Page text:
The history of the Caucasus region may be divided into the history of the Northern Caucasus (Ciscaucasia), historically in the sphere of influence of Scythia and of Southern Russia, and that of the Southern Caucasus in the sphere of influence of Persia, Anatolia and for a very brief time Assyria.

Related Research Articles

Abbas Mirza Qajar crown prince

Abbas Mirza, was a Qajar crown prince of Persia. He developed a reputation as a military commander during the Russo-Persian War of 1804-1813 and the Russo-Persian War of 1826-1828 with neighbouring Imperial Russia, as well as through the Ottoman-Persian War of 1821-1823 with the Ottoman Empire. He is furthermore noted as an early modernizer of Persia's armed forces and institutions, and for his death before his father, Fath Ali Shah. Abbas was an intelligent prince, possessed some literary taste, and is noteworthy on account of the comparative simplicity of his life.

Transcaucasia geopolitical region located on the border of Eastern Europe and Western Asia

Transcaucasia, or the South Caucasus, is a geographical region in the vicinity of the southern Caucasus Mountains on the border of Eastern Europe and Western Asia. Transcaucasia roughly corresponds to modern Georgia, Armenia, and Azerbaijan. Total area of these countries is about 186,100 square kilometres. Transcaucasia and Ciscaucasia together comprise the larger Caucasus geographical region that divides Eurasia.

Qajar dynasty monarchy state of Iran from 1789 until 1925

The Qajar dynasty was an Iranian royal dynasty of Turkic origin, specifically from the Qajar tribe, which ruled Persia (Iran) from 1789 to 1925. The state ruled by the dynasty was officially known as the Sublime State of Persia. The Qajar family took full control of Iran in 1794, deposing Lotf 'Ali Khan, the last Shah of the Zand dynasty, and re-asserted Iranian sovereignty over large parts of the Caucasus. In 1796, Mohammad Khan Qajar seized Mashhad with ease, putting an end to the Afsharid dynasty, and Mohammad Khan was formally crowned as Shah after his punitive campaign against Iran's Georgian subjects. In the Caucasus, the Qajar dynasty permanently lost many of Iran's integral areas to the Russians over the course of the 19th century, comprising modern-day Georgia, Dagestan, Azerbaijan and Armenia.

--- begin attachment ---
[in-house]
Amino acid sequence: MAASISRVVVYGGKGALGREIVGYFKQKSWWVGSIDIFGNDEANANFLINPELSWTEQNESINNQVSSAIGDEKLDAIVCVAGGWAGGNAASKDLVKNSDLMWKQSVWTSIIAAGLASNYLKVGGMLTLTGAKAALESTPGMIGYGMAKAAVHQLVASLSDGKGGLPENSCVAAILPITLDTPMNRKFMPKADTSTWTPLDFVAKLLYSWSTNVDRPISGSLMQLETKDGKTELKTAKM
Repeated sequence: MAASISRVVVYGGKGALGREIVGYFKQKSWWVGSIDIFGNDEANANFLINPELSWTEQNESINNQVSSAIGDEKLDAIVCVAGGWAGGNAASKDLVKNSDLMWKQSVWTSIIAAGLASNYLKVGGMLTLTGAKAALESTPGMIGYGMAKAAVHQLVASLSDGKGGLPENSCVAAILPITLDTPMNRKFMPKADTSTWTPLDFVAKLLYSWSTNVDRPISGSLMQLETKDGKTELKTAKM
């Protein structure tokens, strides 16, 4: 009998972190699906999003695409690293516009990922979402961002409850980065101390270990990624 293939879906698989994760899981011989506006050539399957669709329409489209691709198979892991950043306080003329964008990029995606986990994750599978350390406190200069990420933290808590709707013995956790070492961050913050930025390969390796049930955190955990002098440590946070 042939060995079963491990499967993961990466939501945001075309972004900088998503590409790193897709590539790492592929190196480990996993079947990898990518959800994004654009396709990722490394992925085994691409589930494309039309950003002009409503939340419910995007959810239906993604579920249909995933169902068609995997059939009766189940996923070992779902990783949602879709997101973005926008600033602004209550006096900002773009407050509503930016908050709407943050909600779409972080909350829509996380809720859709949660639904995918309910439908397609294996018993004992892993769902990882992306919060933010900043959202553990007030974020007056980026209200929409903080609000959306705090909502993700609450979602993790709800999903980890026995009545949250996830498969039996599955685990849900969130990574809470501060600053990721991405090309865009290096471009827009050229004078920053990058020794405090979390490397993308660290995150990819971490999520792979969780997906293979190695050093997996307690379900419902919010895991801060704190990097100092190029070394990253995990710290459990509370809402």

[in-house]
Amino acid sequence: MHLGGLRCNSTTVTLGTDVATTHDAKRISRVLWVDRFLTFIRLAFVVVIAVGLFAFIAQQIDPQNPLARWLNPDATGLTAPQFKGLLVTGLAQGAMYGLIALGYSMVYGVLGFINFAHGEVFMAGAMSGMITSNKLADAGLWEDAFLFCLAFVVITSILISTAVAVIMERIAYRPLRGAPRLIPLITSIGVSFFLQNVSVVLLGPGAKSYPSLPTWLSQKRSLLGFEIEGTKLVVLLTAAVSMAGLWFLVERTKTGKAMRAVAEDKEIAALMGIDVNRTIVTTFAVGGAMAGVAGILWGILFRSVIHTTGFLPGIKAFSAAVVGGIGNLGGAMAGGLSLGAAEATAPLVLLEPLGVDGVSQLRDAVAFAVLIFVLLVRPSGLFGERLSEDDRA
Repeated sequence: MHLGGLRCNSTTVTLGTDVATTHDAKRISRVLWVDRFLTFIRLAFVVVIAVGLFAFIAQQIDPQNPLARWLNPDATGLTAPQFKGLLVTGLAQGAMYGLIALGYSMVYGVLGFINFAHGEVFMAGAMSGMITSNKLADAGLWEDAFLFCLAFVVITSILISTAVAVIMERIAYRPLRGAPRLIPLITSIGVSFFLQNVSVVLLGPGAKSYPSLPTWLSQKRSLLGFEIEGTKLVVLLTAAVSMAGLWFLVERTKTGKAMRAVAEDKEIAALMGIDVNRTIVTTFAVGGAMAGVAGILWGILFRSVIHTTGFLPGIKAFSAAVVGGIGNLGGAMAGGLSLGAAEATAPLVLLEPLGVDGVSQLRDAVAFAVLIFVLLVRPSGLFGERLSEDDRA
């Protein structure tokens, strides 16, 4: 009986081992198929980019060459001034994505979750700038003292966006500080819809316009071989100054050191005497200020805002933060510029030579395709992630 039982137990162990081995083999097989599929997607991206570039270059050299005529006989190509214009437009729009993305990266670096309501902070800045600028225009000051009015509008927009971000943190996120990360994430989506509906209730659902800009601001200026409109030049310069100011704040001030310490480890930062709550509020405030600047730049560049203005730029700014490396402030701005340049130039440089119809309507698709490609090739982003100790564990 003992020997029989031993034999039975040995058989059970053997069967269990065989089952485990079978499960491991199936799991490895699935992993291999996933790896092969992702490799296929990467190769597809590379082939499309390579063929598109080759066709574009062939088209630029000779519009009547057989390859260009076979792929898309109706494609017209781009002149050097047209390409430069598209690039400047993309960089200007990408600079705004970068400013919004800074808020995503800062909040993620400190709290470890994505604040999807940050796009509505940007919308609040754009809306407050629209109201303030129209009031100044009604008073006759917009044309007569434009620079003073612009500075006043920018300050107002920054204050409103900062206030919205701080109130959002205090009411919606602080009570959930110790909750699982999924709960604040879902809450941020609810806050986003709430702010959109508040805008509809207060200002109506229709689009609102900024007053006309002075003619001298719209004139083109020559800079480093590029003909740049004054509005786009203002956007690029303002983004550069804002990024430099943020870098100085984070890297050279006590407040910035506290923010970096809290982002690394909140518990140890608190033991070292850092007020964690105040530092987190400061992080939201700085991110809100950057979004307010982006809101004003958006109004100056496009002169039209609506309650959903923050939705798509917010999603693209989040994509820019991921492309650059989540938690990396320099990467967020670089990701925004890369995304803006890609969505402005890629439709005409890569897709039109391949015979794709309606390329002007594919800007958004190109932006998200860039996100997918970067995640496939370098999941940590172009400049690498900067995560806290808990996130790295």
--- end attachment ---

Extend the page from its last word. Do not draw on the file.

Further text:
Russo-Turkish War (1787–1792) conflict from 1787–1792

The Russo–Turkish War of 1787–1792 involved an unsuccessful attempt by the Ottoman Empire to regain lands lost to the Russian Empire in the course of the previous Russo-Turkish War (1768–1774). It took place concomitantly with the Austro-Turkish War (1788–1791).

Kakhetians

Kakhetians are an ethnographic subgroup of Georgians who speak Kakhetian dialect of Georgian language. Kakhetians are indigenous population of Kakheti, historical region in eastern Georgia, a fertile valley which produces much of the country's wine. Today they are mainly followers of Georgian Orthodox Church.

Western Armenia a term used for eastern parts of Turkey (formerly the Ottoman Empire) that were part of the historical homeland of Armenians.

Western Armenia, located in the South Caucasus, is a term used to refer to eastern parts of Turkey that were part of the historical homeland of Armenians. Western Armenia, also referred to as Byzantine Armenia, emerged following the division of Greater Armenia between the Byzantine Empire and Sassanid Persia in 387 AD.

Russo-Persian War (1722–1723)

The Russo-Persian War of 1722–1723, known in Russian historiography as the Persian campaign of Peter the Great, was a war between the Russian Empire and Safavid Iran, triggered by the tsar's attempt to expand Russian influence in the Caspian and Caucasus regions and to prevent its rival, the Ottoman Empire, from territorial gains in the region at the expense of declining Safavid Iran.

Shirvan Khanate

Shirvan Khanate was a khanate founded by the Afsharid dynasty that existed in what is now Azerbaijan in 1748—1820.

Blue Mosque, Yerevan cultural heritage monument of Armenia